Just a moment ago I finally realized something I should’ve realized years and years ago, and decided that the best way to approach it would be to write an open apology.

Over the years of participating in Ludum Dares and other game jams, I have partly unthinkingly and partly knowingly cheated and otherwise acted maliciously in ways that have made my results look better than they deserve. This has happened in two ways:

  • Using certain bits of MMF2 code I had made earlier to get started with a game project faster, and
  • Using the “submission hour” to add content and polish/tweaks

In earlier LDs I’ve taken part in it’s also possible that I’ve added content after the deadline along with bugfixes, but I’m not certain of the extent of this kind of behaviour and I’m fairly certain it hasn’t happened in recent years (not that that makes it acceptable to have happened before!)

The former category of cheating has mostly concerned certain relatively simple “modules” that I’ve added to my projects upon starting to work on them; it would’ve been quite trivial to re-implement the same features during the actual compo and I doubt I’ve gained much advantage via this abuse of the rules; this of course doesn’t make my behaviour any less wrong, merely a bit dumber.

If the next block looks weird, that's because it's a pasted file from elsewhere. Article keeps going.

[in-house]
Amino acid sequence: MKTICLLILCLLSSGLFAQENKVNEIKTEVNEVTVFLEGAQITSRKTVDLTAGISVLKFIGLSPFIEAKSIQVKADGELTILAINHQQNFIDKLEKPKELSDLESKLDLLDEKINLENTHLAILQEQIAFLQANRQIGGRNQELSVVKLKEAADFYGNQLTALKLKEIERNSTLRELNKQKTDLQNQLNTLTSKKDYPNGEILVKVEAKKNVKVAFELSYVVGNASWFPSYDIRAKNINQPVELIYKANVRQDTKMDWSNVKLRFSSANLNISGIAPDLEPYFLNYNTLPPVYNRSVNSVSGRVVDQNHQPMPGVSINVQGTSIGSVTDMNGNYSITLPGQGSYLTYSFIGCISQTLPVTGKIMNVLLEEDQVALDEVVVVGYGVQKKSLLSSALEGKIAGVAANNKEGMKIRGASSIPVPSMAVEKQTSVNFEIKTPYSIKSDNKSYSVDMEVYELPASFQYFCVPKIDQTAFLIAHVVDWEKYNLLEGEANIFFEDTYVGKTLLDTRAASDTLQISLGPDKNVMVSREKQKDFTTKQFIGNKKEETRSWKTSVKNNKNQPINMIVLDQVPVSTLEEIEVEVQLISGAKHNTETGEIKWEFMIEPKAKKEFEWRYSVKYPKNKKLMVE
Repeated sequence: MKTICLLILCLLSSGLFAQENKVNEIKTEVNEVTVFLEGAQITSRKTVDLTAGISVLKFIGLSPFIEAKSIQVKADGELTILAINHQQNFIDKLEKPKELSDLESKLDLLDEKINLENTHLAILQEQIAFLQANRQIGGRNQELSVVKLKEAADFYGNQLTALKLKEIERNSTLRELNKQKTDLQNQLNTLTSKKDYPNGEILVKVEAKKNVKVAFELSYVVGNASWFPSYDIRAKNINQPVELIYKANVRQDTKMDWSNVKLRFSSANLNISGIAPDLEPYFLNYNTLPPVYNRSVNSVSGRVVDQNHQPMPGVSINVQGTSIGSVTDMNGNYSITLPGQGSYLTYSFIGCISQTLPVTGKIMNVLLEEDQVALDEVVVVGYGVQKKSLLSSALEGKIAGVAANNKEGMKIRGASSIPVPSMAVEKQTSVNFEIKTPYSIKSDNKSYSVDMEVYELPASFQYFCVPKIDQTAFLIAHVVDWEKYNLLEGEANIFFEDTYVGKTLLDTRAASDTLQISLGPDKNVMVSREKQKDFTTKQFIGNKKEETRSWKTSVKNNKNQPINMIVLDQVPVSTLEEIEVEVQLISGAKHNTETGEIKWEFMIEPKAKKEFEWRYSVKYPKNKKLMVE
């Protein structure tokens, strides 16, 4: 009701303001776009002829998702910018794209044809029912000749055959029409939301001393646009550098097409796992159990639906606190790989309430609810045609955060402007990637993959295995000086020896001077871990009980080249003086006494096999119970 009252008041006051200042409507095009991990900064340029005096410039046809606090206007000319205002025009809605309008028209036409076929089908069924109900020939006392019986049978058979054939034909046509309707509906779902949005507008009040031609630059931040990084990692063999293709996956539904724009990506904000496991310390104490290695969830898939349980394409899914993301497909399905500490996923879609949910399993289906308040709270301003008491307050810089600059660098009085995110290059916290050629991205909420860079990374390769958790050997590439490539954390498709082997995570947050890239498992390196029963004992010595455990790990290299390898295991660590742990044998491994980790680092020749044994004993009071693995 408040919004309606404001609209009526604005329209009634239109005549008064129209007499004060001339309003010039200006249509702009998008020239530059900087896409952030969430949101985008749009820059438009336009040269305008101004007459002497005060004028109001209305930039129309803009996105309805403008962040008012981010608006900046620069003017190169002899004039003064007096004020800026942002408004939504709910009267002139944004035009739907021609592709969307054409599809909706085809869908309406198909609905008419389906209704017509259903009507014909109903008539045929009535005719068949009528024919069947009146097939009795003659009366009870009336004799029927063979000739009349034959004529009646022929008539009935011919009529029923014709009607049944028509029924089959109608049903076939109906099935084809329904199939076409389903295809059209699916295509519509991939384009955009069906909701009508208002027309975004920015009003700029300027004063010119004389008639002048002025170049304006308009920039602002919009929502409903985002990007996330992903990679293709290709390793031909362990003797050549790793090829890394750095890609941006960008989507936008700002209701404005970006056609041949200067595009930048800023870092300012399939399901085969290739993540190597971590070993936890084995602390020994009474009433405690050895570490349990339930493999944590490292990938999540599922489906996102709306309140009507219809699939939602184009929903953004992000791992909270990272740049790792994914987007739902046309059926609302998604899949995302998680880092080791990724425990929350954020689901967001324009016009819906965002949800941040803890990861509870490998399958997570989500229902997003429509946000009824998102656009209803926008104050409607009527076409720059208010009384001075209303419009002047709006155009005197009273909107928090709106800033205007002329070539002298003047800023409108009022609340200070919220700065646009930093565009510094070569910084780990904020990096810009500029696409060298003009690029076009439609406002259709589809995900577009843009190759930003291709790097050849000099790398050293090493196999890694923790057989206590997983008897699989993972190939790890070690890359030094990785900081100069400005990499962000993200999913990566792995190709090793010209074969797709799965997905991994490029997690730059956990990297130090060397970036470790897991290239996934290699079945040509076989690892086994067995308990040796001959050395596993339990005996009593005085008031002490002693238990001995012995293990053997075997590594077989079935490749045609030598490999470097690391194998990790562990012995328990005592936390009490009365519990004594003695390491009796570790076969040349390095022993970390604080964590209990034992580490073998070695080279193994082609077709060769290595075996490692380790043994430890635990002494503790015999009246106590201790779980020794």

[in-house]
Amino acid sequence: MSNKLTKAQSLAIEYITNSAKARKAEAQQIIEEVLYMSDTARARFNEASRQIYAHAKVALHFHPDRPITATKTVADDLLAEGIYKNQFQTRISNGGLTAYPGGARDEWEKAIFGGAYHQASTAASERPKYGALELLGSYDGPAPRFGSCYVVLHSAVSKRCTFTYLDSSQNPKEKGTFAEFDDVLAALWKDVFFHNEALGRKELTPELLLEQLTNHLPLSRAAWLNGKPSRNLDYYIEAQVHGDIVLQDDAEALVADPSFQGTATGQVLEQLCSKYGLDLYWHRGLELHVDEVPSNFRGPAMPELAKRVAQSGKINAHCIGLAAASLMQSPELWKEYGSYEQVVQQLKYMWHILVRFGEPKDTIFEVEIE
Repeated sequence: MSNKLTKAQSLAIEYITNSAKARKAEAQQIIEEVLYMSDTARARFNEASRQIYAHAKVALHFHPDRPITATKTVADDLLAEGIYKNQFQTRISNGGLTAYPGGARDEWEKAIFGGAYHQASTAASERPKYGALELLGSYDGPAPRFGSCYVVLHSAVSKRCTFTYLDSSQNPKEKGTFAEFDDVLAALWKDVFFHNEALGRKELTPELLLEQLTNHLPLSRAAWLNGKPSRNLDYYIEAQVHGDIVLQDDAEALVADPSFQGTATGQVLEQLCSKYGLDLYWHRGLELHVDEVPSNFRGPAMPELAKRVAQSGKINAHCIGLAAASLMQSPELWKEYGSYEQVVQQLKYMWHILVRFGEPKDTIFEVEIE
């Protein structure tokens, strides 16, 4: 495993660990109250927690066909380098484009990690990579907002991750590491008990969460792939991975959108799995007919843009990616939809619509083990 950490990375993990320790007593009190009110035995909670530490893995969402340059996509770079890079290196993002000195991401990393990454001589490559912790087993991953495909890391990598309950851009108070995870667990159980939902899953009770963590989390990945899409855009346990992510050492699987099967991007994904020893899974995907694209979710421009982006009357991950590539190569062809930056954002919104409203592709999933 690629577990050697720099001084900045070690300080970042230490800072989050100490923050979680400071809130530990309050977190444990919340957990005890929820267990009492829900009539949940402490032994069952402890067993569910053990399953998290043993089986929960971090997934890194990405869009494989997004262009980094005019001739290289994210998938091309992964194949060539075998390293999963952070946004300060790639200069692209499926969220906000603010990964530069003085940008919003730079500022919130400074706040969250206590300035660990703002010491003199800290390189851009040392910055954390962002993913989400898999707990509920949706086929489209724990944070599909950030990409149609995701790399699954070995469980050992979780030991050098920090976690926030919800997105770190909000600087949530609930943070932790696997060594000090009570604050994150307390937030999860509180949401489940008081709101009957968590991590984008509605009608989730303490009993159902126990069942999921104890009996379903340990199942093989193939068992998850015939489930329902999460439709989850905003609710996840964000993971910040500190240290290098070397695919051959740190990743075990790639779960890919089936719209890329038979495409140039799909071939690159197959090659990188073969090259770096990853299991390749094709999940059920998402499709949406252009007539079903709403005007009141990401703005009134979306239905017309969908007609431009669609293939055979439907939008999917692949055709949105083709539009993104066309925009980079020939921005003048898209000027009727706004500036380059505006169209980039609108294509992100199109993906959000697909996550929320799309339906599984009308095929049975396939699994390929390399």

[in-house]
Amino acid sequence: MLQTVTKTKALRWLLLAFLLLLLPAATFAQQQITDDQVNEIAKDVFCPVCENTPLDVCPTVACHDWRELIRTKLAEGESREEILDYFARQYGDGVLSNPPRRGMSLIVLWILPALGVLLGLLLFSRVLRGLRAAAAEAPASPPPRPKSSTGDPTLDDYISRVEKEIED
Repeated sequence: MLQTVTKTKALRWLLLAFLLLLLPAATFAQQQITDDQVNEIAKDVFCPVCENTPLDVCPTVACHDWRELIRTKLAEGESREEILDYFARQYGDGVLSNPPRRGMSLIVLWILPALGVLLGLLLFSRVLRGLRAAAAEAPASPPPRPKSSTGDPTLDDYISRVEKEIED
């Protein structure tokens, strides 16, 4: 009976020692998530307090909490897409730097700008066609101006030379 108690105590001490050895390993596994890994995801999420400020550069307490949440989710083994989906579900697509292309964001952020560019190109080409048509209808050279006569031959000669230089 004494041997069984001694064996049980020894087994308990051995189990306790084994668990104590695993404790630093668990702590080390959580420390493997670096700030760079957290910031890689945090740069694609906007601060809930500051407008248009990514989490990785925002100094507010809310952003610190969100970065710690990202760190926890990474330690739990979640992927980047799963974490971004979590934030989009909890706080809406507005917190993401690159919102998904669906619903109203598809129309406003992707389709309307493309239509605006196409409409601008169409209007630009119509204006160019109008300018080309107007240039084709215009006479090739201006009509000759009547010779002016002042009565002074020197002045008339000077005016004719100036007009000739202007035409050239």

Using the “submission hour” for polish and features has definitely affected the quality of my entries significantly; I have no excuse for this behaviour.

It makes me angry at myself to have abused the goodwill of the community in such a way and I’m very very sorry that I’ve acted this way. The reason behind this kind of behaviour is probably partially in my own naïvete; when I first participated in LD I was much younger and thus had less of a moral compass, and after that it’s been easier to point at past offences and think “well, I did that before so I don’t have to care now, either”, or just not think about the whole issue in the first place. I’m glad I’ve realized that this way of thinking is actively malicious and morally wrong, but I’m really sad it took me this long to actually decide to acknowledge it and the awful things I’ve done. What makes me feel even more awful is the fact that I’ve manipulated my time lapse videos so that this behaviour couldn’t be seen in them.